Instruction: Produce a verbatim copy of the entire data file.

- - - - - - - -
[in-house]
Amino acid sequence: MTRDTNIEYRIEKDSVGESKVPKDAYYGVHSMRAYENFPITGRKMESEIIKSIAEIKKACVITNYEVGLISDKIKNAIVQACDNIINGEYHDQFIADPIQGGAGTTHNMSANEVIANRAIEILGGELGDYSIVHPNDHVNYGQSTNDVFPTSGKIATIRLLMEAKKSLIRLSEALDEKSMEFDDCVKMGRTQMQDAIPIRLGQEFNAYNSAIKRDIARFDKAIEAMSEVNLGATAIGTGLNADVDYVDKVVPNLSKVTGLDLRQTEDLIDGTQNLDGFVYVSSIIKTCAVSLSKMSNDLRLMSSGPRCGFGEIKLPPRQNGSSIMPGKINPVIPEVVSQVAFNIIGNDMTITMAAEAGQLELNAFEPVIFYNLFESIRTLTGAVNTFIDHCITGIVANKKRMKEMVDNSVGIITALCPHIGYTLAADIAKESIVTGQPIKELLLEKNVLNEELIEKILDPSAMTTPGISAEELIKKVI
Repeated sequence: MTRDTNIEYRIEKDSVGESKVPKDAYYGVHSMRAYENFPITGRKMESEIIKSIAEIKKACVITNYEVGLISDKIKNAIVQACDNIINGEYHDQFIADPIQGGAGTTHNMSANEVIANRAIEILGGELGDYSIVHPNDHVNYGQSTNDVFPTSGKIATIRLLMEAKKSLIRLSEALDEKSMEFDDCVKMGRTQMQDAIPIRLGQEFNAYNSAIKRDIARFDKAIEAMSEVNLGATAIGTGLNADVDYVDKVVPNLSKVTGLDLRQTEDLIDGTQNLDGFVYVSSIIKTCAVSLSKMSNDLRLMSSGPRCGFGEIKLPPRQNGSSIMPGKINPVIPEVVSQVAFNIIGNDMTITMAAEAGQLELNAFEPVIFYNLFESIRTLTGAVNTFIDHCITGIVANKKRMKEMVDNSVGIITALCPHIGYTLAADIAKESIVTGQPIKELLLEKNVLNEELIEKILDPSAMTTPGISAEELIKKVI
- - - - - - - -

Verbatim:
[in-house]
Amino acid sequence: MTRDTNIEYRIEKDSVGESKVPKDAYYGVHSMRAYENFPITGRKMESEIIKSIAEIKKACVITNYEVGLISDKIKNAIVQACDNIINGEYHDQFIADPIQGGAGTTHNMSANEVIANRAIEILGGELGDYSIVHPNDHVNYGQSTNDVFPTSGKIATIRLLMEAKKSLIRLSEALDEKSMEFDDCVKMGRTQMQDAIPIRLGQEFNAYNSAIKRDIARFDKAIEAMSEVNLGATAIGTGLNADVDYVDKVVPNLSKVTGLDLRQTEDLIDGTQNLDGFVYVSSIIKTCAVSLSKMSNDLRLMSSGPRCGFGEIKLPPRQNGSSIMPGKINPVIPEVVSQVAFNIIGNDMTITMAAEAGQLELNAFEPVIFYNLFESIRTLTGAVNTFIDHCITGIVANKKRMKEMVDNSVGIITALCPHIGYTLAADIAKESIVTGQPIKELLLEKNVLNEELIEKILDPSAMTTPGISAEELIKKVI
Repeated sequence: MTRDTNIEYRIEKDSVGESKVPKDAYYGVHSMRAYENFPITGRKMESEIIKSIAEIKKACVITNYEVGLISDKIKNAIVQACDNIINGEYHDQFIADPIQGGAGTTHNMSANEVIANRAIEILGGELGDYSIVHPNDHVNYGQSTNDVFPTSGKIATIRLLMEAKKSLIRLSEALDEKSMEFDDCVKMGRTQMQDAIPIRLGQEFNAYNSAIKRDIARFDKAIEAMSEVNLGATAIGTGLNADVDYVDKVVPNLSKVTGLDLRQTEDLIDGTQNLDGFVYVSSIIKTCAVSLSKMSNDLRLMSSGPRCGFGEIKLPPRQNGSSIMPGKINPVIPEVVSQVAFNIIGNDMTITMAAEAGQLELNAFEPVIFYNLFESIRTLTGAVNTFIDHCITGIVANKKRMKEMVDNSVGIITALCPHIGYTLAADIAKESIVTGQPIKELLLEKNVLNEELIEKILDPSAMTTPGISAEELIKKVI